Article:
By Dale Weir on November 21, 2000 - 9:43am.
Like most of this year's baseball releases, Triple Play 2001 seems to be stuck in mediocrity. It could be argued that this is a case of the PlayStation's limits finally being met, but I think it is far more likely that developers have simply given up on doing anything even remotely interesting on the five-year old console in favor of its new big brother, the PlayStation 2.
Game Description: Get ready to take on the greatest baseball heroes of all time in Triple Play 2001 from EA Sports. Babe Ruth, Willie Mays, and Ted Williams are among the classic players you can control in this realistic baseball game. Play solo against Triple Play 2001's enhanced artificial intelligence (AI) or go head-to-head against your buddies. For added realism, experience the game from either the behind-the-fielder view or the outfielder's perspective. The improved AI offers more strategic hitting and player and pitcher substitutions. The umpire even argues and gives high fives. Great plays are rewarded with unlocked extras and cheats, including special players and power-ups. Triple Play 2001 features an exclusive 500 Home Run Club license.
By Chi Kong Lui on November 21, 2000 - 12:00am.
This title could have been released two years ago, and I still would have proclaimed the graphics and animation to be hideously shoddy. If this is the best they can do with 32-bit, 3D graphics, I'd gladly see the return of sprite-based 16-bit graphics for baseball games that I can recall as being much more attractive.
Game Description: John Madden is back and, again, he's brought the entire NFL with him into your PlayStation with Madden NFL 2001. The game includes the updated rosters you'd expect, but new this season is the addition of coaches on the sidelines to give you specialized advice. They also often "encourage" the players and shout "helpful advice" out to the referees. Finer details for this version include wristbands, visors, facemasks, and turf tape—specific to what each player favors in the real NFL. Collisions now factor the weight and height of players, making for more realistic hits. EA has even gone to the trouble of replicating some of the touchdown celebration dances and taunts of real players.
By Dale Weir on October 12, 2000 - 11:00pm.
After playing Madden 2001, I am in agreement with Ben on almost all of his points. Naturally, the Nintendo 64 Madden leads in graphics, but its high-res graphics are simply too choppy to go unnoticed. The PlayStation version on the other hand, lacks any sort of graphical punch at all, but plays more smoothly.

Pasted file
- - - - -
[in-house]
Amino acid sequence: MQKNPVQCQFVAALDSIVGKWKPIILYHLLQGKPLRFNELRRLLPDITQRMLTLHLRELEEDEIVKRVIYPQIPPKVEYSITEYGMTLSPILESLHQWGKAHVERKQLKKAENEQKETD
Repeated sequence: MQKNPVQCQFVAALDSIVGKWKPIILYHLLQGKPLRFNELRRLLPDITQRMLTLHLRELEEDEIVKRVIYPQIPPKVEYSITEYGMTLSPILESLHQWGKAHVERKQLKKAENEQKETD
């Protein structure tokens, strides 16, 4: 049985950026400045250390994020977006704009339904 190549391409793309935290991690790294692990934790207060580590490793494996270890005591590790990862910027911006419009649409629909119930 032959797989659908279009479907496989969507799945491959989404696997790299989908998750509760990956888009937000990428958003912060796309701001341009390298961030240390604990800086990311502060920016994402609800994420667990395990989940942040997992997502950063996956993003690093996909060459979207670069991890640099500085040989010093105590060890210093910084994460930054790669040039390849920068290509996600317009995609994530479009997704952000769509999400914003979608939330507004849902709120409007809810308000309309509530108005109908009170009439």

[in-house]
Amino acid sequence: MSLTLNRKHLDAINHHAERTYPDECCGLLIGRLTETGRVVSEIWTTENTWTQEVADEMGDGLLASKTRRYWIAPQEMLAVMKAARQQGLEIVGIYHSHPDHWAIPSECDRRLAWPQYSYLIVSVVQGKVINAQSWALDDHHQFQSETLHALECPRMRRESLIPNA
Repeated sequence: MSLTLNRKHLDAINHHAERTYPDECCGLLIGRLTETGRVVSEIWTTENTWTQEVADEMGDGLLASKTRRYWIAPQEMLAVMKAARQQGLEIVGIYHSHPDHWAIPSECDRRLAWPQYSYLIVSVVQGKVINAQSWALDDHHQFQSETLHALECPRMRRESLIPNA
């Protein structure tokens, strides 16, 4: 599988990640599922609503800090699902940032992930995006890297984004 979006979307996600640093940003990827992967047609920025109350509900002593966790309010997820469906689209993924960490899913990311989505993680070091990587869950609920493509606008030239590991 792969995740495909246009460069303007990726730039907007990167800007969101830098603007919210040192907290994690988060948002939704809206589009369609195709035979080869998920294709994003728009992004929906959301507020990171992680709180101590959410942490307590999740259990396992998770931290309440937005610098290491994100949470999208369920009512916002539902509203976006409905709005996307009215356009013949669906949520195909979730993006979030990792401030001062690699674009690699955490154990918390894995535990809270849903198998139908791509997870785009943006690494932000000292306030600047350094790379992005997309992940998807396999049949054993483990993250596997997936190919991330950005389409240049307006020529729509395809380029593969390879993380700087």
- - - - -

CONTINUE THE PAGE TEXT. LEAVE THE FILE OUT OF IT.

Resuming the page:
By Ben Hopper on October 12, 2000 - 11:00pm.
Madden NFL 2001
is a better football game than NFL GameDay 2001
, but only marginally so. It has a better visual polish (especially in the Nintendo 64 version), loads of options and gameplay that's easier to live with, but I still found it every bit as frustrating to play as every 32-bit and 64-bit football game before it. What's the point of all the extra features that 989 Sports and EA Sports have been cramming into their football games if every contest feels like a chore?
By Dale Weir on December 13, 1999 - 3:27am.
The whole 'Live' franchise is already a legendary one in this industry; every year, no matter how bad or unimproved the new version was from its predecessor, NBA Live is annually proclaimed the basketball game of choice by video game players and critics. So much so that newer and more revolutionary titles like Nintendo's NBA Courtside and Acclaim's NBA Jam (64-bit version) were consistently overlooked. I, for one, was never swept up in the 'Live' hysteria so I've always been a bit more objective and with this latest release, I am even more disheartened seeing the amount of praise already being showered on EA Sports.
Game Description: One of the newest additions to EA's sports lineup, NBA 2000 features more action, more slamming, and more attitude. Broadcast-style camera technology brings you to the heart of the action. Next-generation facial animation with added speech links gives the players more personality and attitude. You can go five-on-five or one-on-one on the street court, with the greatest names in the NBA, past and present, as NBA Live exclusively brings you retired names in the NBA, including the greatest all-time player, Michael Jordan. Play with one of five All-Star teams from the past decade or create your own classic matchups.
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